I’ve always been a sucker for the promise of summer. It’s a promise that, of course, will feel unfulfilled by the time Labor Day comes around. Hence, there’s always a hint of late-season melancholy. I’m not trying to suggest anything noble or romantic; my September regrets are predictably hedonistic in theme. I’ll see a flock of migrating birds winging toward a distant southern paradise and wonder why I didn’t manage to eat more lobster rolls this year.
In a way, dealing with such end-of-summer nostalgia would be easier if the season would provide us with a clean breakup. Instead, it likes to linger and occasionally flare up in all its glory, like a too-drunk party guest who, against all odds, can still deliver the occasional zinger. Writing in his journal on September 18, 1842, Nathaniel Hawthorne was aware of summer’s deceptive staying power: “How the summer-time flits away,” he wrote, “even while it seems to be loitering onward, arm in arm with autumn.”
Eventually, though, autumn always arrives, inspiring another, more urgent desire to sop up the season while we can. Hawthorne, October 10, 1842: “I cannot endure to waste anything so precious as autumnal sunshine by staying in the house. So I have spent almost all the daylight hours in the open air.”
Obviously, he was writing about running.
It may be a sport for all seasons, though I think fall running deserves a category all to itself. I’ve been preconditioned to feel this way. High school cross-country introduced me to running, so a resplendent October afternoon can have a Pavlovian effect: I want to throw on my shoes and just go. I can’t endure to waste that precious autumnal sunshine either, but I won’t feel like I’m making the most of it until I’m halfway anaerobic on a leaf-strewn trail. There are no better runs than these.
The cliché is that spring is the time of rebirth. Rousing from one’s winter slumber and all that. For the runner, however, nothing is quite as debilitating as the heat, so the first cool days in autumn are as invigorating as it gets. As my fellow East Coasters know, the lethargic months of July and August can impose relentless steam-bath conditions. When the cooler weather starts to trickle in, post-equinox, the effect is pure magic. You are faster, and it all somehow feels easier. Fall is nature’s EPO.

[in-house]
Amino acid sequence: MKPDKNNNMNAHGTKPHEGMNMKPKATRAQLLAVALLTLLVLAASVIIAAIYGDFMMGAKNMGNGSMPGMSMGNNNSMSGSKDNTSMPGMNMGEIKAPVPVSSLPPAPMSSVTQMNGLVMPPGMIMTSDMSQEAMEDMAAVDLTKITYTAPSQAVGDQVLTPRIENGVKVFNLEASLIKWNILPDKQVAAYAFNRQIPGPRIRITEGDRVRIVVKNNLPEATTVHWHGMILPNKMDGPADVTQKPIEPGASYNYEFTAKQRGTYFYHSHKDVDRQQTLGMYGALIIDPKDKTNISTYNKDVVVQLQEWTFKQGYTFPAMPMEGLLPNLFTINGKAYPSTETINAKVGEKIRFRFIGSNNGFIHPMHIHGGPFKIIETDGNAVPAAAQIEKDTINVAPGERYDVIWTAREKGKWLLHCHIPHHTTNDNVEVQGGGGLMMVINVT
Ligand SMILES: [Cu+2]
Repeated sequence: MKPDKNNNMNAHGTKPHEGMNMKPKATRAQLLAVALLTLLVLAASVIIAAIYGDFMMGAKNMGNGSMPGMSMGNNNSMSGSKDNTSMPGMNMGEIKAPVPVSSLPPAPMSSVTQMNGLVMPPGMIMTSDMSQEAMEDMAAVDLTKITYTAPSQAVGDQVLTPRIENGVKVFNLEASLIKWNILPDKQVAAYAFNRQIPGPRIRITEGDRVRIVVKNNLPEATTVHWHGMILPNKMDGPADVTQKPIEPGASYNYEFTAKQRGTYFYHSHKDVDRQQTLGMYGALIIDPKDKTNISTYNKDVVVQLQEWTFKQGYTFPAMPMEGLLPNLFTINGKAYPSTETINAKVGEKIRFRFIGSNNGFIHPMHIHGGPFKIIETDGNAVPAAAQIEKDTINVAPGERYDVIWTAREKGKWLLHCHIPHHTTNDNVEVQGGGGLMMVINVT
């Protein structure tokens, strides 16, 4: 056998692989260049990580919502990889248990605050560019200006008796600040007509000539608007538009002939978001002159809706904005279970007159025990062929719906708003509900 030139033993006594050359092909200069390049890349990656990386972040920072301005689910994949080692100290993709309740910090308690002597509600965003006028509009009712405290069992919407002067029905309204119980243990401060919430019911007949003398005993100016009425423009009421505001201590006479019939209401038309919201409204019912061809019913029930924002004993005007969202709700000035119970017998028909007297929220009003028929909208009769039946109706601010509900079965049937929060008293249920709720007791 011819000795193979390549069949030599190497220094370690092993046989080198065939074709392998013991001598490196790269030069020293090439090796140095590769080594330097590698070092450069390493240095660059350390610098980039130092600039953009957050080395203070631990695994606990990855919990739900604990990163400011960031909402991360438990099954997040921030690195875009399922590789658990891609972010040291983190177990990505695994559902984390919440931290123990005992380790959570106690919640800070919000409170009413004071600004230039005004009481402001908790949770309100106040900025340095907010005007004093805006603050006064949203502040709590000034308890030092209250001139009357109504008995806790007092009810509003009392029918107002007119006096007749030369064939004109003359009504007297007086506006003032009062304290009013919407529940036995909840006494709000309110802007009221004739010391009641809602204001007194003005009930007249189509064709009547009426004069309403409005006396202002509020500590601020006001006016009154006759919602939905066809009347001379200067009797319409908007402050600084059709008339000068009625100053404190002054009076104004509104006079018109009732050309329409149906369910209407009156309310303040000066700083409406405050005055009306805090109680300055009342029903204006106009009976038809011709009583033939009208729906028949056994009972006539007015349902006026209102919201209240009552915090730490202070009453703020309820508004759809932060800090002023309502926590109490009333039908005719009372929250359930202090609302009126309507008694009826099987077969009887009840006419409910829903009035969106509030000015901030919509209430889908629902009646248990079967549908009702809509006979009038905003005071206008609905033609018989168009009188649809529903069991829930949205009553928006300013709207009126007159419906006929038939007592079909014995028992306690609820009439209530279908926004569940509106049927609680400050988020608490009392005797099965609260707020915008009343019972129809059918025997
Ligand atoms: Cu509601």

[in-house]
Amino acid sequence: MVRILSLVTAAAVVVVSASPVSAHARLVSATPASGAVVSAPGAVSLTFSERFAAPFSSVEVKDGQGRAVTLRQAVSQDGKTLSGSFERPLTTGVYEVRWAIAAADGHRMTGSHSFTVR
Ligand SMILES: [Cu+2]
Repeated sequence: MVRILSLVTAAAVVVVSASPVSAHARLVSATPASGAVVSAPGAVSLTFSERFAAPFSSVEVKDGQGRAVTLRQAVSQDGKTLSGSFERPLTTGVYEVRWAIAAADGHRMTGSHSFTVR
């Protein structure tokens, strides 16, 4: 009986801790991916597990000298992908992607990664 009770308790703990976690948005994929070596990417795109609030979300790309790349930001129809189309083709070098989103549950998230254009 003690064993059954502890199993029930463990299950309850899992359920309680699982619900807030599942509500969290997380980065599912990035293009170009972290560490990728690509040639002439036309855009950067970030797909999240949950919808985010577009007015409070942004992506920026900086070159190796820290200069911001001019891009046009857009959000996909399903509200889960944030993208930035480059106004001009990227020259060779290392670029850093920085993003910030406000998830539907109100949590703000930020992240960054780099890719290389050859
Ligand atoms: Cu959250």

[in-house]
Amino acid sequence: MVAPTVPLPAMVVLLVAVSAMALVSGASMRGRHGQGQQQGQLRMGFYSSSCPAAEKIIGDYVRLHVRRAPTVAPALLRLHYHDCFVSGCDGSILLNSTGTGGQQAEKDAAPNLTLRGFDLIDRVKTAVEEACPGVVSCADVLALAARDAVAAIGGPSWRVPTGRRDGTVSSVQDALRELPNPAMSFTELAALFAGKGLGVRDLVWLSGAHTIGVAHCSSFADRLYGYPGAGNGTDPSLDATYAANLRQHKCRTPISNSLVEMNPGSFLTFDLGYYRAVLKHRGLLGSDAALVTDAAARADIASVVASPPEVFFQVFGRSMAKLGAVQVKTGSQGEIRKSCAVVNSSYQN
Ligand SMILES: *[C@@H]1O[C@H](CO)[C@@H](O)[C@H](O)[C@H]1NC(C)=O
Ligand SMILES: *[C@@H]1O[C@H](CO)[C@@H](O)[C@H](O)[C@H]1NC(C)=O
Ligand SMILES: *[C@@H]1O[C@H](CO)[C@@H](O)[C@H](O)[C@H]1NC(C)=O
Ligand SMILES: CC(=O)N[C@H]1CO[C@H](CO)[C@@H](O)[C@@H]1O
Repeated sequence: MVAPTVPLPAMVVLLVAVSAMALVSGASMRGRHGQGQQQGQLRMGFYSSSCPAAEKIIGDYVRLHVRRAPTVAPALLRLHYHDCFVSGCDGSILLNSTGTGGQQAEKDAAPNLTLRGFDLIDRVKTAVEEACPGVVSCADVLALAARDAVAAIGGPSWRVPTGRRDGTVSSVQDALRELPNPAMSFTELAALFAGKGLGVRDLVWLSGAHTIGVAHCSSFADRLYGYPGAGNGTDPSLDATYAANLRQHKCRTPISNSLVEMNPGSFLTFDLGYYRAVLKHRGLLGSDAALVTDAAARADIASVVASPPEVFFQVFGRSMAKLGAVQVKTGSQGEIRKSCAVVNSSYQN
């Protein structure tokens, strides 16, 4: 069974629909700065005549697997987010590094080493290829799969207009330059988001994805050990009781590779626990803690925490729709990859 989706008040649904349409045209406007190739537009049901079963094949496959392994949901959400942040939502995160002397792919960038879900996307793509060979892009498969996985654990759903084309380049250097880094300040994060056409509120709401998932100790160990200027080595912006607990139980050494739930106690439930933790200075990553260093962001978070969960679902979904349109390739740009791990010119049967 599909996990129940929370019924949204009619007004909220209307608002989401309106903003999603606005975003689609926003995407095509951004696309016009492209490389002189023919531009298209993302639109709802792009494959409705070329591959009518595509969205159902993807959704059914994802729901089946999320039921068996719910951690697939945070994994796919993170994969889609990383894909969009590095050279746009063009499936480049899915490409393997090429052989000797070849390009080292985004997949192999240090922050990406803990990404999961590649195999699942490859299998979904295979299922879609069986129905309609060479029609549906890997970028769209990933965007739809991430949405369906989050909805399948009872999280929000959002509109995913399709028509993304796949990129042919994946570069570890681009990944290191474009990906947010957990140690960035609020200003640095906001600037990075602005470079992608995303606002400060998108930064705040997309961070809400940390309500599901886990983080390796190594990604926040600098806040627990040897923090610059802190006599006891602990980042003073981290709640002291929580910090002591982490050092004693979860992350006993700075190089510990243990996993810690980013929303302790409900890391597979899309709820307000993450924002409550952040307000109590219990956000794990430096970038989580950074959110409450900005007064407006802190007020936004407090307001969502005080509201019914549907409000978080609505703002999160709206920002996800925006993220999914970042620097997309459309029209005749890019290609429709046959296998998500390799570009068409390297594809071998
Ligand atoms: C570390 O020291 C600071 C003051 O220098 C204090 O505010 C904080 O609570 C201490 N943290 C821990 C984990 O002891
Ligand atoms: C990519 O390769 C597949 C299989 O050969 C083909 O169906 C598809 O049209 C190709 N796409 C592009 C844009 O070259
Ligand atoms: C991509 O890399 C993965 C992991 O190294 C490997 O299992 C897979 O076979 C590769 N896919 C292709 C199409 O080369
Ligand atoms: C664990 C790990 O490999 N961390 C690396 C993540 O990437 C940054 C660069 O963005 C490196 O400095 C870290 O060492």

As if a stark performance uptick weren’t motivator enough, the fall running season is synonymous with some of sport’s signature events. There are the marquee marathons like Berlin, Chicago, and New York City. This November, Meb Keflezighi will end his storied career in Central Park, while three-time defending NYC champ Mary Keitany will attempt to add another chapter to hers.
Fall is nature’s EPO.
But autumn days are also cross-country days, as grassy undulations are overtaken by hordes of lean, singlet-clad youths.
“The freedom of cross-country is so primitive,” multiple-time IAAF world champion Lynn Jennings once said of the sport. Indeed, watching a cross-country meet feels like witnessing a spectacle from a bygone era. It’s like a bloodless (well, perhaps not entirely bloodless) 19th-century battle scene: that uniformed, galloping procession of hearty combatants pursuing each other across the fields, legs caked in mud. As other runners have noted, cross-country isn’t generally given the respect of a major city marathon or world-class track meet. Such dismissiveness is undeserved. There will always be something contrived about having runners compete on a 400-meter oval or on the cordoned-off roads of a densely populated metropolis. Not so with the cross-country meet; the fields, the dirt path that cuts through the woods—these feel like the most natural venue for a footrace.
I’m biased, of course. As I mentioned, cross-country was my gateway drug into running addiction. That’s why this time of year will always be a little more enchanted, particularly when a ten-miler becomes an indulgence beneath the turning leaves. I know that it’s unoriginal to gush about the season’s deciduous delights, but it also feels disingenuous to pretend that I’m unaffected by the sudden radiance of a sassafras or sugar maple that I pass every day. It’s the only time I’m ever tempted to bring my iPhone on my run. Take some pics, upload the autumnal essence to your hard drive.
Then again, there’s really no sense in trying too hard to hold on to any of it. Attempting to capture a season’s soul, whether by snapping a thousand photos or stuffing your face with endless crustacean flesh, is ultimately a fool’s errand. In the end, the days get away from you. Perhaps that’s why I’m so into running—there’s a fitting sense of impermanence always baked into the experience. The actual pleasure of the sport, that mythical “runner’s high,” always feels slightly out of reach. You just get out for a while and move through space. You inhale the cold air. You come home sweaty and, mysteriously, exhilarated.